The SS Redang|
Written and Researched by Margaret Sypniewska, B.F.A.
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The SS Redang (some statistics):
- was a steel screw steamer
- was launched in 1901, as Yard No. 32 by Kjobenhavens Flydedock of Skibsverft, Copenhagen, Denmark.
- weighed 500 gross tons, 570 dwt.
- was 165 feet in length, had a 28 foot beam (draught), and was 12 feet in depth.
- has a triple expansion engine and one "Scotch" boiler operating at 160 pounds per square foot pressure supplied and fitted by the ship builders.
- It was fitted for the burning of oil fuel at building.
- machinery was aft.
- 350 horse power
- speed was nine (9) knots or 9.25 knots.
- Owned by: A/S Det Ostasiastiske Kompagni, Bangkok, Thailand (Siam).
- was sold in 1908 to the Siam Steam Navigation Company, with no name change.
- one of eight ships owned and operated by the Siam Steam Navigation Company, in this time period.
- provided passenger and cargo service on the coast of Siam and the Malay States.
- was registered in Bangkok, Thailand.
- Their vessels had either gray or black hulls with a white band, cream colored masts, green inside the vent cowls, and red boot-topping.
- was the oldest ship in the Siam Steam Navigation fleet.
- on December 9, 1941, the SS Redang was seized by the British government on its arrival in Singapore.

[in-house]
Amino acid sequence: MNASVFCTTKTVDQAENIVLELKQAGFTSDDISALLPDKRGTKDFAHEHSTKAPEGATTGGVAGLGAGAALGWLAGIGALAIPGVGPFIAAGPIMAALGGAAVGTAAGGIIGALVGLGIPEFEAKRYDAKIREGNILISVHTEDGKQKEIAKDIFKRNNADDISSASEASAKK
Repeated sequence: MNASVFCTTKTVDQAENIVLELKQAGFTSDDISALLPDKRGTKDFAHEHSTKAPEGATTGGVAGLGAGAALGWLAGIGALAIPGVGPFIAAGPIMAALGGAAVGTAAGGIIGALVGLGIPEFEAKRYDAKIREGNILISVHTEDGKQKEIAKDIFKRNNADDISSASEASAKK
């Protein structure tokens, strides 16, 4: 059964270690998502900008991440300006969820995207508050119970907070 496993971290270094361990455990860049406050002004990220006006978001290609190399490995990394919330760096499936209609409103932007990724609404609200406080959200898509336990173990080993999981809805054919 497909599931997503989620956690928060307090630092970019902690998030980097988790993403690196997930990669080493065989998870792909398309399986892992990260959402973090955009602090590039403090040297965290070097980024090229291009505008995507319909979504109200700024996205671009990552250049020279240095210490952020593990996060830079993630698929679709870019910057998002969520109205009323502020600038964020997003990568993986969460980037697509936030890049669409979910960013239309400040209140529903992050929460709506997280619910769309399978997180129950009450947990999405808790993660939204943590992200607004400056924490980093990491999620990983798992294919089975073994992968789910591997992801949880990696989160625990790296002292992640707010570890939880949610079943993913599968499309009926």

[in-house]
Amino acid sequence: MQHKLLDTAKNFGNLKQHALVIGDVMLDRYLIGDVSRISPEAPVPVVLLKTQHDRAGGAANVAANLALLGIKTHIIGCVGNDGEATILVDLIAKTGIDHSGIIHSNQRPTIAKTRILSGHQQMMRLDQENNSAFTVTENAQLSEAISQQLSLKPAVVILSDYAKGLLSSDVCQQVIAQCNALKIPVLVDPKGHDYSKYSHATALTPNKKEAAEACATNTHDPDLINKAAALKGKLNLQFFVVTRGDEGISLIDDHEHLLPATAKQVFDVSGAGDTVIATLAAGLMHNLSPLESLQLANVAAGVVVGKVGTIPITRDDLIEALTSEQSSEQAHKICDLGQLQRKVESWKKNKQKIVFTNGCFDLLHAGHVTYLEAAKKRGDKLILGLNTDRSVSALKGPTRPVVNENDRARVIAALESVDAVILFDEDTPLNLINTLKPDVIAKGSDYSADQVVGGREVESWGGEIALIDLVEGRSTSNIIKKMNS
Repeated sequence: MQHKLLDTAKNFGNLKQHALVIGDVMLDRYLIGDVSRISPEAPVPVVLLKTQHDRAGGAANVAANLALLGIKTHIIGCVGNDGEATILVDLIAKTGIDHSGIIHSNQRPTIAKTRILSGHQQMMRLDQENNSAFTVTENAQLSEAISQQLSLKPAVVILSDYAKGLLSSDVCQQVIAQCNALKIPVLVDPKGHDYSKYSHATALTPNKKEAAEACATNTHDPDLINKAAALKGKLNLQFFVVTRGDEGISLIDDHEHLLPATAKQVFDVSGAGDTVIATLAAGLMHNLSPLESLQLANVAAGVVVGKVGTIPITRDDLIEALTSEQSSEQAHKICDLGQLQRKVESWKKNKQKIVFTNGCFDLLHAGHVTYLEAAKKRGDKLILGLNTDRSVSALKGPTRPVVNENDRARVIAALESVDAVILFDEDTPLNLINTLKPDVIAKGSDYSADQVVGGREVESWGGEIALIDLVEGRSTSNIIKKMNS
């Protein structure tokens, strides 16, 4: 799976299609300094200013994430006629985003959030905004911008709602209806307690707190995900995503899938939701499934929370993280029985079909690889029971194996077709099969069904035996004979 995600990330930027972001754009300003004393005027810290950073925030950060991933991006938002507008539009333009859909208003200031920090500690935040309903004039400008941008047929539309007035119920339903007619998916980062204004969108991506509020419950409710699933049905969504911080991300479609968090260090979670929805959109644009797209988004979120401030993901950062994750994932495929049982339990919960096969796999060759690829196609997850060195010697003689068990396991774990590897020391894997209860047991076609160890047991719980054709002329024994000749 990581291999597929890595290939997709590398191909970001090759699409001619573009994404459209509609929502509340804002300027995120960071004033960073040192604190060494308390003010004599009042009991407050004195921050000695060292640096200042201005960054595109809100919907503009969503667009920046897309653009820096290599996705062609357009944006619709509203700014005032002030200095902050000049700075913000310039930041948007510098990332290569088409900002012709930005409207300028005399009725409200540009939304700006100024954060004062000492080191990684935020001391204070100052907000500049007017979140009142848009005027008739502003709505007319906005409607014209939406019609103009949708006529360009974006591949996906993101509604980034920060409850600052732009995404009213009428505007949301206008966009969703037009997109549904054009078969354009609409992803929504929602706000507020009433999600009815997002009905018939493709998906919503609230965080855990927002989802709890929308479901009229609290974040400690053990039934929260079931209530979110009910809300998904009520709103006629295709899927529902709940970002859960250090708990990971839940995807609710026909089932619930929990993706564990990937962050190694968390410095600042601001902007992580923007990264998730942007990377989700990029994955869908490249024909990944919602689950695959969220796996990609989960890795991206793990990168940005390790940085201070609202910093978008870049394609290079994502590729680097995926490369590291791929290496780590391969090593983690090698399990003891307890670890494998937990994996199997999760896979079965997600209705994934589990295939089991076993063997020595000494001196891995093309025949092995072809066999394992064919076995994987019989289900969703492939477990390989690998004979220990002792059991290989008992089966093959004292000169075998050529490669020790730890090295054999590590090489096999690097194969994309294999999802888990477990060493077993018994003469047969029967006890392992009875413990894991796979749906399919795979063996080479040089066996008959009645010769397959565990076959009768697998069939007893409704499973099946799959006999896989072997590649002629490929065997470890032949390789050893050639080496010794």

- after the British took the ship, it was operated by the Singapore Strait Steamship Company. Limited, on behalf of the Ministry of War Transport.
- left Singapore harbor on February 12, 1942 with ninety-nine (99) passengers, including its crew.
.....tally was reported as a crew of ten (10) and 89 passengers (including 6 women and 3 children).
- ship's captain, Capt. Rasmusson (a Dane) survived, and was released as a nuetral civilian, in June 1942. He then returned to Singapore.
- passengers of note to me: Alexander Malcolm, Jr. and Tommy Hand (Alexander Malcolm's number one engineer).
- February 13/15, 1942 the SS Redang was attacked by two Japanese destroyers, hit, set on fire, and sunk, within 50 miles of the Berhala Strait. Only thirty (30) passengers, including four (4) of them women and 3 children, got away by boat. While trying to make their way to the shore, they were captured by the Japanese. There were no other known survivors (sources: Escape From Singapore and Sea Breeze and personal archives of John D. Stevenson, A.M.I. Mar. E.)
- was listed on the Singapore Straits Steamship Company's list of lost ships (1941-1945), but misspelled as the "Rewang."
The H.M.S. Lipis of the Singapore Straits Steamship Co., commanded by W.E. Steele (killed in action) was sunk on February 11, 1942. Some of the passengers were rescued by the H.M.S. Li Wo...only 13 people survived as the Li Wo was also brought down by the Japanese. The H.M.S. Trand was sunk under similar circumstances.
The Fall of Singapore
Ships of the East Asiastic Line Scroll down.
Straits Steamship Company
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